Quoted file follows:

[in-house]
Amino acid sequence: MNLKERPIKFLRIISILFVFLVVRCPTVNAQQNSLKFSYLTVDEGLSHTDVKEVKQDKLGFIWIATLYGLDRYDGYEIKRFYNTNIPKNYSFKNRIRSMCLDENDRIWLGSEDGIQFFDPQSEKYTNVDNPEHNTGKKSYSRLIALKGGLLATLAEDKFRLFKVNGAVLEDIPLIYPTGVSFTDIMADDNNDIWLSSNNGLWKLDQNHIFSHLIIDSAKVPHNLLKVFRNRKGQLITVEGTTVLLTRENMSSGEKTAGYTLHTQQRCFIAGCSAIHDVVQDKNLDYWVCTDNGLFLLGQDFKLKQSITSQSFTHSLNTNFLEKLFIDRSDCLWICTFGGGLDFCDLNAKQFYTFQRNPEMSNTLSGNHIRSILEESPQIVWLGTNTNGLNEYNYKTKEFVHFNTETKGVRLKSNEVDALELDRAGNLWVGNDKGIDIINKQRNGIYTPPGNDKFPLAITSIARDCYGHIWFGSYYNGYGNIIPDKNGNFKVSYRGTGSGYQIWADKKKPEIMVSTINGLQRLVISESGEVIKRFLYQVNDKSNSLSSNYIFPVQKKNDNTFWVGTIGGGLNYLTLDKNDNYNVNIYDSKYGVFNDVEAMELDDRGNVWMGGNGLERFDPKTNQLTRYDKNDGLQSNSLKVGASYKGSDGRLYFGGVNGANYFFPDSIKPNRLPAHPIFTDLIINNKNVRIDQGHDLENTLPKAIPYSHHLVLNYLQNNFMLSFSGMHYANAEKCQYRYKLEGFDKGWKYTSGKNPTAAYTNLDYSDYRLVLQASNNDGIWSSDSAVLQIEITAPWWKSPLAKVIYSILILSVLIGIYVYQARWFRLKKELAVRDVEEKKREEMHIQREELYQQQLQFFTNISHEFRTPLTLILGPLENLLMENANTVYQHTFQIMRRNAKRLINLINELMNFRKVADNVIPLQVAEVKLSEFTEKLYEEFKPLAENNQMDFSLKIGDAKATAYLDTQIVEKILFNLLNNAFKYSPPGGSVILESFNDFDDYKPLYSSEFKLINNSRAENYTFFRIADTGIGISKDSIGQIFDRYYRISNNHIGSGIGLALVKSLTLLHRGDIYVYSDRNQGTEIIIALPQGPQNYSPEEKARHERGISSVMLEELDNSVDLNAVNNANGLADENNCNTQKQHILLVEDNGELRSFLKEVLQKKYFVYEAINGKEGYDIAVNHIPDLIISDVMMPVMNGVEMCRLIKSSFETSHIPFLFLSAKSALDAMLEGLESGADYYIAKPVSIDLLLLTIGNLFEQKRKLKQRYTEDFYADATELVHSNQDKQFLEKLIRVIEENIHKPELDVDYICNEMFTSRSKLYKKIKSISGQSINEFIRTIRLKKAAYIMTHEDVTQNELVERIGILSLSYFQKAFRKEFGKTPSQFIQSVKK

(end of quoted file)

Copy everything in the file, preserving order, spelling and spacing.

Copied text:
[in-house]
Amino acid sequence: MNLKERPIKFLRIISILFVFLVVRCPTVNAQQNSLKFSYLTVDEGLSHTDVKEVKQDKLGFIWIATLYGLDRYDGYEIKRFYNTNIPKNYSFKNRIRSMCLDENDRIWLGSEDGIQFFDPQSEKYTNVDNPEHNTGKKSYSRLIALKGGLLATLAEDKFRLFKVNGAVLEDIPLIYPTGVSFTDIMADDNNDIWLSSNNGLWKLDQNHIFSHLIIDSAKVPHNLLKVFRNRKGQLITVEGTTVLLTRENMSSGEKTAGYTLHTQQRCFIAGCSAIHDVVQDKNLDYWVCTDNGLFLLGQDFKLKQSITSQSFTHSLNTNFLEKLFIDRSDCLWICTFGGGLDFCDLNAKQFYTFQRNPEMSNTLSGNHIRSILEESPQIVWLGTNTNGLNEYNYKTKEFVHFNTETKGVRLKSNEVDALELDRAGNLWVGNDKGIDIINKQRNGIYTPPGNDKFPLAITSIARDCYGHIWFGSYYNGYGNIIPDKNGNFKVSYRGTGSGYQIWADKKKPEIMVSTINGLQRLVISESGEVIKRFLYQVNDKSNSLSSNYIFPVQKKNDNTFWVGTIGGGLNYLTLDKNDNYNVNIYDSKYGVFNDVEAMELDDRGNVWMGGNGLERFDPKTNQLTRYDKNDGLQSNSLKVGASYKGSDGRLYFGGVNGANYFFPDSIKPNRLPAHPIFTDLIINNKNVRIDQGHDLENTLPKAIPYSHHLVLNYLQNNFMLSFSGMHYANAEKCQYRYKLEGFDKGWKYTSGKNPTAAYTNLDYSDYRLVLQASNNDGIWSSDSAVLQIEITAPWWKSPLAKVIYSILILSVLIGIYVYQARWFRLKKELAVRDVEEKKREEMHIQREELYQQQLQFFTNISHEFRTPLTLILGPLENLLMENANTVYQHTFQIMRRNAKRLINLINELMNFRKVADNVIPLQVAEVKLSEFTEKLYEEFKPLAENNQMDFSLKIGDAKATAYLDTQIVEKILFNLLNNAFKYSPPGGSVILESFNDFDDYKPLYSSEFKLINNSRAENYTFFRIADTGIGISKDSIGQIFDRYYRISNNHIGSGIGLALVKSLTLLHRGDIYVYSDRNQGTEIIIALPQGPQNYSPEEKARHERGISSVMLEELDNSVDLNAVNNANGLADENNCNTQKQHILLVEDNGELRSFLKEVLQKKYFVYEAINGKEGYDIAVNHIPDLIISDVMMPVMNGVEMCRLIKSSFETSHIPFLFLSAKSALDAMLEGLESGADYYIAKPVSIDLLLLTIGNLFEQKRKLKQRYTEDFYADATELVHSNQDKQFLEKLIRVIEENIHKPELDVDYICNEMFTSRSKLYKKIKSISGQSINEFIRTIRLKKAAYIMTHEDVTQNELVERIGILSLSYFQKAFRKEFGKTPSQFIQSVKK